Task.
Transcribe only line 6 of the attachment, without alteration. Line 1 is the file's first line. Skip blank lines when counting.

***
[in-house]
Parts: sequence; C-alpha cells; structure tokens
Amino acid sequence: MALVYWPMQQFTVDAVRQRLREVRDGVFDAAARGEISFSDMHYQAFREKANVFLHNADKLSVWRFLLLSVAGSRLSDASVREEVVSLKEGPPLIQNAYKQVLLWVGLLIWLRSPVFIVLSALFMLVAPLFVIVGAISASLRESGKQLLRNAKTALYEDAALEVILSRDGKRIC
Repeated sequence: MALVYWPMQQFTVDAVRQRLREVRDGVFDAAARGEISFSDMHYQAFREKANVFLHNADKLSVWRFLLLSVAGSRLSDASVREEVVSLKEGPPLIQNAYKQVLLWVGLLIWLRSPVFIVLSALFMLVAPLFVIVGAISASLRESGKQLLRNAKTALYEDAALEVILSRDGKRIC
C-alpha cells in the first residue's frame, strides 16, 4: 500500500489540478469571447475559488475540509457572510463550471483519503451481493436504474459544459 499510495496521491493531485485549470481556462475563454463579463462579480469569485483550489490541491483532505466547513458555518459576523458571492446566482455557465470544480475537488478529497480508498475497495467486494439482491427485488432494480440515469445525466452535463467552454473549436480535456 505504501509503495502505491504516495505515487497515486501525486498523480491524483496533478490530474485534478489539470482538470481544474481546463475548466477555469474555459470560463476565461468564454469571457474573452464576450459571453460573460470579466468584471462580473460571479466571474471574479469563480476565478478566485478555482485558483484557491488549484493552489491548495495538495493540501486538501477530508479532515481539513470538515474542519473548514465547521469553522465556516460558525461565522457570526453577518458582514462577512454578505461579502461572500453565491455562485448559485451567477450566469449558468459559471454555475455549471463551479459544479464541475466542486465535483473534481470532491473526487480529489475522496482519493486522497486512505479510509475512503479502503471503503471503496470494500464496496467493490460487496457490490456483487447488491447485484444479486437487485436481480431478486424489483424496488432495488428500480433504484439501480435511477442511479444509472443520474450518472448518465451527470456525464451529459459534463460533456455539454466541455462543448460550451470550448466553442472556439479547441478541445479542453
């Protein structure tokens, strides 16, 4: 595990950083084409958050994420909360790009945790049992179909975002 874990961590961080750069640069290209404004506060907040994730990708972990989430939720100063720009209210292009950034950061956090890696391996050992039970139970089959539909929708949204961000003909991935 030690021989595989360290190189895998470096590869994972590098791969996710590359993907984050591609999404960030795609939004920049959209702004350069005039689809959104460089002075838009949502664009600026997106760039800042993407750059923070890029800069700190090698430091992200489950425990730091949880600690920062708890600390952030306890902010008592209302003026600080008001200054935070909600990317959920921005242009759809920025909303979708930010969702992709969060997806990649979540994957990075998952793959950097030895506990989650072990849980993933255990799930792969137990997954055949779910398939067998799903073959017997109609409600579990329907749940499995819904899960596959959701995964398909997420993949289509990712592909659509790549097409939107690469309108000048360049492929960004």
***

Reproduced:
């Protein structure tokens, strides 16, 4: 595990950083084409958050994420909360790009945790049992179909975002 874990961590961080750069640069290209404004506060907040994730990708972990989430939720100063720009209210292009950034950061956090890696391996050992039970139970089959539909929708949204961000003909991935 030690021989595989360290190189895998470096590869994972590098791969996710590359993907984050591609999404960030795609939004920049959209702004350069005039689809959104460089002075838009949502664009600026997106760039800042993407750059923070890029800069700190090698430091992200489950425990730091949880600690920062708890600390952030306890902010008592209302003026600080008001200054935070909600990317959920921005242009759809920025909303979708930010969702992709969060997806990649979540994957990075998952793959950097030895506990989650072990849980993933255990799930792969137990997954055949779910398939067998799903073959017997109609409600579990329907749940499995819904899960596959959701995964398909997420993949289509990712592909659509790549097409939107690469309108000048360049492929960004």